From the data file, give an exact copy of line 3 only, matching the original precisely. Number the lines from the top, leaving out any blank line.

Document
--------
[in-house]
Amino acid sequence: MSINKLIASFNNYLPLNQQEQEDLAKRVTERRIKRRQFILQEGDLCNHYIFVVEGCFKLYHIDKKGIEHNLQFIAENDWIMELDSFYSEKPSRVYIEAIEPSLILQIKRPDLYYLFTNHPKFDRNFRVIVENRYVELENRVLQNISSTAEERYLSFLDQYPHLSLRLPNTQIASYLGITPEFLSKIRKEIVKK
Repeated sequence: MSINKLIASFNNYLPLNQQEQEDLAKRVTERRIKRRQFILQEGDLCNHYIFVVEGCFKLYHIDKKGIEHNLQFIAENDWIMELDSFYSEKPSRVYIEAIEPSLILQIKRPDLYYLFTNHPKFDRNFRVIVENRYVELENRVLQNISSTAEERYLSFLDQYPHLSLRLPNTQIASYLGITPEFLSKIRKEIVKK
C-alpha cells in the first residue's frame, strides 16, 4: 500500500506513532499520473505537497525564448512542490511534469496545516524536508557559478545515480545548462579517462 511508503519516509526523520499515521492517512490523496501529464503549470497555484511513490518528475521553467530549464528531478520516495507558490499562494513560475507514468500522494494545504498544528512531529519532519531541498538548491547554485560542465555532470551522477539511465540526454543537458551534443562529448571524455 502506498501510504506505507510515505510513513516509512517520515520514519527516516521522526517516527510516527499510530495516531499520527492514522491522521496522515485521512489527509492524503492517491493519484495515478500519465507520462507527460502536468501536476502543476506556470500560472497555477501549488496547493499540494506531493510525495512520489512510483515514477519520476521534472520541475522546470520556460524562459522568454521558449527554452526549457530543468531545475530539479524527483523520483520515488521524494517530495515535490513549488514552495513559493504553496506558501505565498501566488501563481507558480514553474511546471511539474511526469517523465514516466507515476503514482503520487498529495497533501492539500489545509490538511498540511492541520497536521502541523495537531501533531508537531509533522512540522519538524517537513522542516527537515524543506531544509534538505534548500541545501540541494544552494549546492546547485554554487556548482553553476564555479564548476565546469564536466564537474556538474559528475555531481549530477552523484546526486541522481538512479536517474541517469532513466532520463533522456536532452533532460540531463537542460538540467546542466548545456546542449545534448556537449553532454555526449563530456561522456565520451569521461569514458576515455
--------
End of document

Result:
Repeated sequence: MSINKLIASFNNYLPLNQQEQEDLAKRVTERRIKRRQFILQEGDLCNHYIFVVEGCFKLYHIDKKGIEHNLQFIAENDWIMELDSFYSEKPSRVYIEAIEPSLILQIKRPDLYYLFTNHPKFDRNFRVIVENRYVELENRVLQNISSTAEERYLSFLDQYPHLSLRLPNTQIASYLGITPEFLSKIRKEIVKK